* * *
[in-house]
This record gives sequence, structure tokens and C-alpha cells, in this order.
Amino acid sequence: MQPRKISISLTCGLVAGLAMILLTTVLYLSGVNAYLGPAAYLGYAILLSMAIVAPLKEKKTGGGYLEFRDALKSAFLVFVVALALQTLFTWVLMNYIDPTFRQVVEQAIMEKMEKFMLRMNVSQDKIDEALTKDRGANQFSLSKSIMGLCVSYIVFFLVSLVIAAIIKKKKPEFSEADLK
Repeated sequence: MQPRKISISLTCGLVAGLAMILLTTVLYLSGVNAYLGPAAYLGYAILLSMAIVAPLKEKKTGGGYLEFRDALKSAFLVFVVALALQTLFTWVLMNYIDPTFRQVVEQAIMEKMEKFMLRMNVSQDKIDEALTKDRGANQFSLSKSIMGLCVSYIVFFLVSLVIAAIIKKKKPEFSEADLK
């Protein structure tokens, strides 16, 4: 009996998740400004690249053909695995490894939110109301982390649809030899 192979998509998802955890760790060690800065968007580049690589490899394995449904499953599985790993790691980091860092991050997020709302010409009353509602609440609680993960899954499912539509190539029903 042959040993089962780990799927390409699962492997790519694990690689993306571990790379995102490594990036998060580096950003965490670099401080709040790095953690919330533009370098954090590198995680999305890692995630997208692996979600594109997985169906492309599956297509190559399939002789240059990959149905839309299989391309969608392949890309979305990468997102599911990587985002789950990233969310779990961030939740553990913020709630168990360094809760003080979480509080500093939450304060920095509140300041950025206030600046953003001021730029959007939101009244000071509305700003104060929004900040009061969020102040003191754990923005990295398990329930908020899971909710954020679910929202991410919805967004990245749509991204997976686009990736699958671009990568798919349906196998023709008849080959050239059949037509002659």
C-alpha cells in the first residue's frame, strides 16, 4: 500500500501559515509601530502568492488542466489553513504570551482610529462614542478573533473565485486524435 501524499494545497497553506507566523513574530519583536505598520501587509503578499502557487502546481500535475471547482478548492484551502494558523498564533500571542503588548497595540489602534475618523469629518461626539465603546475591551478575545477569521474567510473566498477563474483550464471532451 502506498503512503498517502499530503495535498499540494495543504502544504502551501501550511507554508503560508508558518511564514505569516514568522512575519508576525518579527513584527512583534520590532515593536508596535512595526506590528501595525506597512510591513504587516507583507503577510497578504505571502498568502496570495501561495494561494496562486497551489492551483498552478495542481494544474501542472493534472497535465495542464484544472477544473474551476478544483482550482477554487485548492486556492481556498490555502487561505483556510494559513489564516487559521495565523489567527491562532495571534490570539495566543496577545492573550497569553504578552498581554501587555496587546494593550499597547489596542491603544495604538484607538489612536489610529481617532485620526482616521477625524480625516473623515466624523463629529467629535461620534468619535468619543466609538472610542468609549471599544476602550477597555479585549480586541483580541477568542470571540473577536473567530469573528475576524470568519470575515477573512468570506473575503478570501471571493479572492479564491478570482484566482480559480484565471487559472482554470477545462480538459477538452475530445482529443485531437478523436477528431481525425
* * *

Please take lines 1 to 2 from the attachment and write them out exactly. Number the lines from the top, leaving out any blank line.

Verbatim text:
[in-house]
This record gives sequence, structure tokens and C-alpha cells, in this order.